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  • 1.
    Johansson, Kristina
    et al.
    Malmö University, Faculty of Odontology (OD). Department of Orthodontics, Östersund Hospital, Östersund, Sweden.
    Bokander Matilainen, Linda
    Malmö University, Faculty of Odontology (OD).
    Wiaderny, Michal
    Department of Orthodontics, Folktandvården Dalarna, Falun, Sweden.
    Berlin, Henrik
    Malmö University, Faculty of Odontology (OD).
    Klingberg, Gunilla
    Malmö University, Faculty of Odontology (OD).
    Ghiasi, Houda
    Private Orthodontic Practice, Bernhold Ortodonti, Helsingborg, Sweden.
    Brechter, Anna
    Private Orthodontic Practice, Bernhold Ortodonti, Helsingborg, Sweden.
    Paulsson, Liselotte
    Malmö University, Faculty of Odontology (OD).
    Self-reported pain during different phases of orthodontic treatment with fixed appliance: A multi-centre randomized controlled trial in adolescents with crowding2024In: Orthodontics & craniofacial research, ISSN 1601-6335, E-ISSN 1601-6343Article in journal (Refereed)
    Abstract [en]

    OBJECTIVES: To compare self-reported pain levels across various treatment phases using passive self-ligating (Damon) and conventional (Victory) standardized fixed appliance systems.

    MATERIALS AND METHODS: Adolescents (12-17 years old) with crowding and displaced teeth, planned for non-extraction treatment, were recruited from four orthodontic clinics. They were randomized into stratified blocks (1:1 ratio) using concealed allocation to receive Damon Q™ (34 boys, 28 girls) or Victory™ (39 boys, 31 girls). Pain and analgesic intake were assessed on seven different occasions with validated self-report questionnaires using a 10-grade scale.

    RESULTS: Of the 132 patients included, six were lost to follow up. Clinically relevant mean pain scores (≥4) were registered in both groups after bonding upper and lower arches and after insertion of 0.019 × 0.025 stainless steel archwire. The highest mean scores were reported on day two after bonding the upper arch (Damon 5.96, Victory 7.18, P = .011). In both groups, at least 40% reported taking analgesics during various treatment phases. The Damon group reported a lower intake of analgesics on days one and two (P = .042 and .037) after treatment initiation. In the entire sample, boys reported significantly higher mean pain scores than girls on the second and third days after bonding (P = .008 and .026, respectively).

    CONCLUSIONS: Lower pain levels were reported from the Damon group after bonding. In general, boys reported higher pain than girls did. Clinicians and adolescents need to be aware that clinically relevant pain levels can be expected not only after bonding but also in later phases.

  • 2.
    Roxner, Rikard
    et al.
    Malmö University, Faculty of Odontology (OD).
    Hallberg, Ulrika
    Malmö University, Faculty of Odontology (OD).
    Berlin, Henrik
    Malmö University, Faculty of Odontology (OD).
    Klingberg, Gunilla
    Malmö University, Faculty of Odontology (OD).
    Undergraduate dental students' perceptions of dental pain in children - A grounded theory study.2024In: European journal of dental education, ISSN 1396-5883, E-ISSN 1600-0579Article in journal (Refereed)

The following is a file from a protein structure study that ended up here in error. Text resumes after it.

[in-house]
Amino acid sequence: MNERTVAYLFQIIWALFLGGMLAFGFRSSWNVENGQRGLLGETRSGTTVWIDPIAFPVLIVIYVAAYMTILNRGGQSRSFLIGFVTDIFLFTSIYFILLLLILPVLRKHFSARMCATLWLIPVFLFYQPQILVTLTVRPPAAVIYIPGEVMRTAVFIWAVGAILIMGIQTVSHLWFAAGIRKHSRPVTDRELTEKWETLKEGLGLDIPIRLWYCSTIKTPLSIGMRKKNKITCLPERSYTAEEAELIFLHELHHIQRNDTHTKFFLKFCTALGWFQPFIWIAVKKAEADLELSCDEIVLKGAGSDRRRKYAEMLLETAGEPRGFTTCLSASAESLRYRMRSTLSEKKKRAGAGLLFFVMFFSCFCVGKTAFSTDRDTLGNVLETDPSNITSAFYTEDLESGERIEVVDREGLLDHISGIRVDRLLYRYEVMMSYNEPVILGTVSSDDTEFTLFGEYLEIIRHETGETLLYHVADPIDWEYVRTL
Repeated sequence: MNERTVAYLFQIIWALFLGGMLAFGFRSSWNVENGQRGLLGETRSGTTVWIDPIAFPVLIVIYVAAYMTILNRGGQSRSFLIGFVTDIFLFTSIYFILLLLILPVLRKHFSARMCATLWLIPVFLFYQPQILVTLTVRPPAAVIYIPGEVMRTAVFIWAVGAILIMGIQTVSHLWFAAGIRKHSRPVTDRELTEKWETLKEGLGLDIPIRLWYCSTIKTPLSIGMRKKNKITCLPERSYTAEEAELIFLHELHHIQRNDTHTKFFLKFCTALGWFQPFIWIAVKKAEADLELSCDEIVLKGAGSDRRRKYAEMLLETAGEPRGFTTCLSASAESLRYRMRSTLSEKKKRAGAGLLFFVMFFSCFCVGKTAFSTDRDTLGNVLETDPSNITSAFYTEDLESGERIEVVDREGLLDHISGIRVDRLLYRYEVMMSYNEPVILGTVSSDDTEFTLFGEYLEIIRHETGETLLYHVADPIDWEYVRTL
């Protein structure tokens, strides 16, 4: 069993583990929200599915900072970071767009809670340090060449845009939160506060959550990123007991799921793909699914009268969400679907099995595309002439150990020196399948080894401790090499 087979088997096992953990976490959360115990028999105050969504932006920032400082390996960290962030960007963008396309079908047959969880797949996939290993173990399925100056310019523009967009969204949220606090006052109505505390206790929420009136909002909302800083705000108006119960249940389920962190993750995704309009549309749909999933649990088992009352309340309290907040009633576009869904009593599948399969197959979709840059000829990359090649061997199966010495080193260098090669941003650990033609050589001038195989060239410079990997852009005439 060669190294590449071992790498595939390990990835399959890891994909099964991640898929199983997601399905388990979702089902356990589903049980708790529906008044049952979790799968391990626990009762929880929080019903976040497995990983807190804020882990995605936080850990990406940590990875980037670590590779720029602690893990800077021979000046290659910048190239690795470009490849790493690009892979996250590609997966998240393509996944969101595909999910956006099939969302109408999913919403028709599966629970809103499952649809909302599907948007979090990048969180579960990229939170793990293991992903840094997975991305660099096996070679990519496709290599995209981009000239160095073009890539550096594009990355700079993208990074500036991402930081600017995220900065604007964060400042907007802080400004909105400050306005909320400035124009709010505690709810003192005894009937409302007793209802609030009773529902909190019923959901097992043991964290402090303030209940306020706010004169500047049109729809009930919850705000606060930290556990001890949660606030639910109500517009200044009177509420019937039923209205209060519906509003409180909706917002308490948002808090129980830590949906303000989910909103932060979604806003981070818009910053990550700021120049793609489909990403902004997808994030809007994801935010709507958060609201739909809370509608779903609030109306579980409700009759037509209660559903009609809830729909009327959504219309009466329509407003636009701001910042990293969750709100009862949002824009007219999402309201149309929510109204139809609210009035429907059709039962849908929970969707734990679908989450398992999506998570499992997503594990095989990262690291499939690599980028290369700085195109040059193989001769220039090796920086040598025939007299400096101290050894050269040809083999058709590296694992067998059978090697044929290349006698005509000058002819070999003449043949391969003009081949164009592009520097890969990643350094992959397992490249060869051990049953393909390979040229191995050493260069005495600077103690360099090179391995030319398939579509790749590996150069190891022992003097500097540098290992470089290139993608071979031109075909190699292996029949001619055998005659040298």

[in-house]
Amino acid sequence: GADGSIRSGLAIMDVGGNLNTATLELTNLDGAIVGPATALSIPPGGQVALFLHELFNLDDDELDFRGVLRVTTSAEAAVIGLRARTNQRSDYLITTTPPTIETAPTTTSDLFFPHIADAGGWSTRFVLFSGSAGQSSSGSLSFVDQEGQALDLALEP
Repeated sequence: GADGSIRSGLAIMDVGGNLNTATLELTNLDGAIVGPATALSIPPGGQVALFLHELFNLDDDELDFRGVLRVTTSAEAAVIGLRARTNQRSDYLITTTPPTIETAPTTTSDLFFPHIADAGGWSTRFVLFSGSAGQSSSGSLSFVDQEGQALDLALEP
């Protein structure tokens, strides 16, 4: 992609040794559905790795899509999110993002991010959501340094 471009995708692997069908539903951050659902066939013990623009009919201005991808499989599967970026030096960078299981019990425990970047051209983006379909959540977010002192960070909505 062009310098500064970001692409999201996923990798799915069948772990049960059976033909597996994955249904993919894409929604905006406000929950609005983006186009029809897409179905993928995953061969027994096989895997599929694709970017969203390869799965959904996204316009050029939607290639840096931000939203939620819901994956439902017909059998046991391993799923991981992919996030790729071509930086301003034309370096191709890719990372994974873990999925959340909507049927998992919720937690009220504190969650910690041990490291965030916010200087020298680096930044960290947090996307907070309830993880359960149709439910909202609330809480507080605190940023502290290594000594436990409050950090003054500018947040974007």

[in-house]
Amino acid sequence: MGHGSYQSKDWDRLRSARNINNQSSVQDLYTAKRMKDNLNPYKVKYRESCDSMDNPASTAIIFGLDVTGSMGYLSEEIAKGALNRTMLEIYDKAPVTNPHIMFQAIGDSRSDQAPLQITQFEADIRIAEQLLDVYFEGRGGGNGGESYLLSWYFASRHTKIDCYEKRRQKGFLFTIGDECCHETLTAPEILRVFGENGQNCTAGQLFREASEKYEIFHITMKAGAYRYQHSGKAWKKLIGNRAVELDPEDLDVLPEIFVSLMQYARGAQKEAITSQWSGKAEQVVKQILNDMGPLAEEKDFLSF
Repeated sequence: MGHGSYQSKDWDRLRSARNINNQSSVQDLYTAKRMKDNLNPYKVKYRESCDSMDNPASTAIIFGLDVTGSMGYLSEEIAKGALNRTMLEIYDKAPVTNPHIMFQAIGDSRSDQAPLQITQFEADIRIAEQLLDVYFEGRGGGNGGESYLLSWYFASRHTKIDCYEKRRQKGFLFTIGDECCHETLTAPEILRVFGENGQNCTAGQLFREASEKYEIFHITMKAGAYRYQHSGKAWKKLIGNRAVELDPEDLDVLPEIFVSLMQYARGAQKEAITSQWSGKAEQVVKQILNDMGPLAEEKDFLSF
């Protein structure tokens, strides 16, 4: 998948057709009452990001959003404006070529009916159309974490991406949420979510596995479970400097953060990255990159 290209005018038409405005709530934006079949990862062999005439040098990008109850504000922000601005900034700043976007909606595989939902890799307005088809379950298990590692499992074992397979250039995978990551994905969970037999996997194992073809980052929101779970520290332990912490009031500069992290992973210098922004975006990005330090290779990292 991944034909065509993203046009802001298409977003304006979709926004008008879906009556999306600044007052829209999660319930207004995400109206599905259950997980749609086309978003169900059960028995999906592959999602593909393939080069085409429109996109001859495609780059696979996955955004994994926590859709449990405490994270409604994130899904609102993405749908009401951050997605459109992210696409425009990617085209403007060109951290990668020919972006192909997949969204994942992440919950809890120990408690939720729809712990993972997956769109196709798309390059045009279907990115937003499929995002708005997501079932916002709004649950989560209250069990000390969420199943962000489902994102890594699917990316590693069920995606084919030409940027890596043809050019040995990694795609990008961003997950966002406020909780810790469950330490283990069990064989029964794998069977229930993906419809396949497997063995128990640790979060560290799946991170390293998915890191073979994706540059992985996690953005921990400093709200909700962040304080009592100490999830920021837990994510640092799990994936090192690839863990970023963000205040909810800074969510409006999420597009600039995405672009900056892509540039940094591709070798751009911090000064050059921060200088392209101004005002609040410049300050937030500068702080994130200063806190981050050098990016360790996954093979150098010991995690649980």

Abstract [en]

    INTRODUCTION: There is an underuse of pain management strategies in dental care for children, possibly owing to perceived stress and discomfort when treating children, which has also been reported by dental students. The aim of this study was to explore how undergraduate dental students experience and understand pain related to dental treatment in children.

    MATERIALS AND METHODS: Interviews were held with 21 Swedish dental students, from 3 dental schools, all in their final 2 years of education. The interviews were transcribed verbatim and analysed according to Grounded Theory.

    RESULTS: A core category, seeking guidance to avoid pain, was identified and related to 6 conceptual categories. The students used different strategies to manage pain prevention in child dentistry and to become skilled dentists. They described high levels of stress, as well as having high expectations on themselves when treating children. The stress led to a surface learning approach, something the students were not fully aware of.

    CONCLUSION: All children should have the right to be ensured optimal pain prevention in dental care. The basis for this is laid during undergraduate education. Thus, pain management in child dentistry is an area in need of special attention in this respect. The academic staff has an important role in supporting their students in their process to gain an identity as professional dentists. To ensure that students incorporate an understanding of the importance of pain prevention when treating children there is a need to create more integration between theory and clinical training in undergraduate education.

  • 3.
    Berlin, Henrik
    et al.
    Malmö University, Faculty of Odontology (OD).
    Hallberg, Ulrika
    Malmö University, Faculty of Odontology (OD).
    Ridell, Karin
    Malmö University, Faculty of Odontology (OD).
    Toft, Danijela
    Colosseum Smile Dental Group, Malmö, Sweden.
    Klingberg, Gunilla
    Malmö University, Faculty of Odontology (OD).
    A grounded theory study on Swedish 10 to 16-year-olds’ perceptions of pain in conjunction with orthodontically indicated tooth extraction2023In: Acta Odontologica Scandinavica, ISSN 0001-6357, E-ISSN 1502-3850, Vol. 81, no 3, p. 235-240Article in journal (Refereed)
    Abstract [en]

    Objective: Children frequently experience pain and/or discomfort during dental treatment. Still, pain research in dentistry has mainly been performed on adults using quantitative methods while research on the child's perspective is scarce. This study aims to explore and describe children's experiences and/or thoughts regarding pain in conjunction with tooth extraction.